Universal Credit: What you need to know as job-hunting rules restart

Today 14:49

From 1 July people claiming Universal Credit will begin to see a return of job-seeking requirements, which have been paused since 30 March due to Covid-19. 

The Department for Work and Pensions (DWP) has said work coaches will be calling all claimants to help them prepare for work, although what people will need to do will depend on their Claimant Commitment. This is a document people need to agree to as part of getting Universal Credit.

The types of job-seeking activities people will be asked to do will vary depending on factors such as their health, current circumstances and which “conditionality” group they have been placed in. There are four groups, which set out the tasks they’re expected to complete in order to receive their full benefit payment. 

People who are in the All Work-Related Requirements Group usually have to, in the government’s words, do “all they can” to find a job or earn more. It promised they would not be penalised if they could not look for a job up until 30 June. From 1 July, the government has said it will take a “common-sense” approach to the job-hunting rules. 

Given many people have claimed Universal Credit for the first time during lockdown, Citizens Advice has set out the answers to some common questions its advisers are seeing: 

  1. What do I need to do to receive my Universal Credit?

    After applying for Universal Credit you should have been put in one the four “conditionality” groups. You can check which group you’re in by logging into your Universal Credit account online and checking your Claimant Commitment. This will tell you which group you’re in and what tasks you’ll have to do regularly to get Universal Credit.These tasks could include writing your CV, signing up for job alerts or applying for vacancies.
    Some claimants who have not had a Jobcentre interview may not have a Claimant Commitment yet. The Department for Work and Pensions has said it will be calling all claimants to help them prepare for work, so people should expect to be contacted to set up the Claimant Commitment. The tasks you need to complete will depend on your Claimant Commitment.

  2. Does everyone claiming Universal Credit have to look for work?Most people will probably be put in the All Work-Related Requirements Group if they’re able to work. Depending on your circumstances, however, you might be put in a different “conditionality” group, say if you have children under the age of three, or are pregnant or disabled.
    In some cases you won’t have to take any steps to prepare for work or improve your skills, in other cases you may have to have interviews with your work coach. You can check which group you’re in, and what you must do to receive your full Universal Credit payment, by logging into your Universal Credit account online.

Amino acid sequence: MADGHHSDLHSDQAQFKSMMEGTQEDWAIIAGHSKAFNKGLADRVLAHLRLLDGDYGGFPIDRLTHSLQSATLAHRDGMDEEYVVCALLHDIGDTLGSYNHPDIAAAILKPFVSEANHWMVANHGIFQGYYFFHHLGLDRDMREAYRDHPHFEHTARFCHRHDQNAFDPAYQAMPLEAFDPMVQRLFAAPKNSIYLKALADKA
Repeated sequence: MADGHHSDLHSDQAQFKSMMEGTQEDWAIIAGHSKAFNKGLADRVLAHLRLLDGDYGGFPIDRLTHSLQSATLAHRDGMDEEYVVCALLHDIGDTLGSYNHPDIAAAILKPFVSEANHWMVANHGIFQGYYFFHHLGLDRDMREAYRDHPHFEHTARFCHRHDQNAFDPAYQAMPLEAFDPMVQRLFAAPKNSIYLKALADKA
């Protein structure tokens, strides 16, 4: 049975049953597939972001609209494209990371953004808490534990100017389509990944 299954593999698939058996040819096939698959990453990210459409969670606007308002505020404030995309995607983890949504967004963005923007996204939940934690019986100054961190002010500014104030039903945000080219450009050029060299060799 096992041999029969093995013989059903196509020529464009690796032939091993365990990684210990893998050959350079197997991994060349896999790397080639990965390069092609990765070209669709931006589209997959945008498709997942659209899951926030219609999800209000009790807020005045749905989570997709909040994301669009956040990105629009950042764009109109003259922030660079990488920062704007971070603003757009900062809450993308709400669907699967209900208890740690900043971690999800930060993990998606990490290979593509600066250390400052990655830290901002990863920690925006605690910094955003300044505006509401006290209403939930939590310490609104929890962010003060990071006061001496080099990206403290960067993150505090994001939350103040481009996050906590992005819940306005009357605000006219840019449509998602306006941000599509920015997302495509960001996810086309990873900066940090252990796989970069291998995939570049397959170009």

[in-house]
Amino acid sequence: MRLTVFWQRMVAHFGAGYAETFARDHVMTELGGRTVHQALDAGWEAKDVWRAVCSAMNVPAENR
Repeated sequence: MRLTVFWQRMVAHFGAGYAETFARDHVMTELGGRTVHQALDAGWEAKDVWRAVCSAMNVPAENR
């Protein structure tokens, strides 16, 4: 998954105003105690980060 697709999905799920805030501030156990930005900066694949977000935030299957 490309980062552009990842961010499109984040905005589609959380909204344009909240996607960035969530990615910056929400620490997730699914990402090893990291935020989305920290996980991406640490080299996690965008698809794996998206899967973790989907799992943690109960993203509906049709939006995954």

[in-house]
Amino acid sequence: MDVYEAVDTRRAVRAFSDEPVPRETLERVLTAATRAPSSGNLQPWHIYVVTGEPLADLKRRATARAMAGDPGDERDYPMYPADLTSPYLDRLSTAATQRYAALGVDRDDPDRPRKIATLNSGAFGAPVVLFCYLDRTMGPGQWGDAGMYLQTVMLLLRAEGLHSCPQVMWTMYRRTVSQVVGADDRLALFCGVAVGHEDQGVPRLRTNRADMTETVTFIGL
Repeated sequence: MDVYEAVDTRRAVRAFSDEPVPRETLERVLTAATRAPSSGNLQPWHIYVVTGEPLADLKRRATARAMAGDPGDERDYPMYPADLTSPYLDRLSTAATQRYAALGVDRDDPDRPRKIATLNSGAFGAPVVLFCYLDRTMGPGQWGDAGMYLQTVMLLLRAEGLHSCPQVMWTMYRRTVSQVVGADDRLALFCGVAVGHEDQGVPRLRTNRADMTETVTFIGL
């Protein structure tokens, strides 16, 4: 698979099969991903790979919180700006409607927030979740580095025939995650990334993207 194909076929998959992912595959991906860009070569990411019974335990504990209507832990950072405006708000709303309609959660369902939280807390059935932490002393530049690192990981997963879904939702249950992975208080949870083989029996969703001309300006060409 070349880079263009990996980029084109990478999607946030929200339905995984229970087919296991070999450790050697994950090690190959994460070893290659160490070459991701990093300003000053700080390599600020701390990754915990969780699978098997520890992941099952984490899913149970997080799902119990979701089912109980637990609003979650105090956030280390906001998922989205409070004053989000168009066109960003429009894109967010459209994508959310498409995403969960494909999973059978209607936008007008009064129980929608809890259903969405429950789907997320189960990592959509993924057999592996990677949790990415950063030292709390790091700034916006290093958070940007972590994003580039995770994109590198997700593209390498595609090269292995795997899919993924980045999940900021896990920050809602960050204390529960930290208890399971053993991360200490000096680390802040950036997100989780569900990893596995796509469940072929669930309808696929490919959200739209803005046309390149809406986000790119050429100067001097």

3. What happens if I don’t meet the requirements?Failing to carry out the tasks set out in your Claimant Commitment could mean your Universal Credit payment is temporarily reduced, which is known as a sanction. The amount your Universal Credit will be reduced depends on factors such as how long the sanction lasts, and how quickly you complete the outstanding tasks. See gov.uk for more information.
  4. What if there are no jobs available?

    It’s very tricky for many who are job hunting at the moment, and it’s clear that finding jobs to apply for will be harder than usual. In order to show how you have completed the to-do list set out in your Claimant Commitment, try and keep a diary of the tasks you’ve done and how long they took, e.g. signing up to a recruitment agency. 

  5. Do I have to go to the Jobcentre to carry on claiming Universal Credit? 

    Usually you would need to go to the Jobcentre to have regular meetings with your work coach. You should agree with your work coach which tasks need to be done as part of the claimant commitment. The government cancelled all face-to-face appointments in March but has said that it will start to reopen Jobcentres from July. The DWP says people can make an appointment with their work coach if they can’t get the help they want online or over the phone. 

  6. How do I challenge a Universal Credit decision?

    You need to tell your work coach as soon as possible if you’re in the wrong “conditionality” group. Explain which exceptions apply and show them any evidence you can – for example a letter from your doctor if you’re sick, or the birth certificate for a child you care for.
    If your work coach won’t change your work-related activity group, you can complain to the Department for Work and Pensions. If you get a sanction even though you’ve explained your situation to your work coach, you can challenge the decision by asking for what is called a mandatory reconsideration.

More:  Suspension of evictions for three months “huge relief” for many people says Citizens Advice

Notes to editors

  1. Citizens Advice is made up of the national charity Citizens Advice; the network of independent local Citizens Advice charities across England and Wales; the Citizens Advice consumer service; and the Witness Service.

  2. Our network of charities offers impartial advice online and over the phone, for free. 

  3. We helped 2.8 million people face to face, over the phone, by email and webchat in 2019-20. And we had 34.5 million visits to our website. For full service statistics see our monthly publication Advice trends.

  4. You can get consumer advice from the Citizens Advice consumer service on 0808 223 1133 or 0808 223 1144 for Welsh language speakers.



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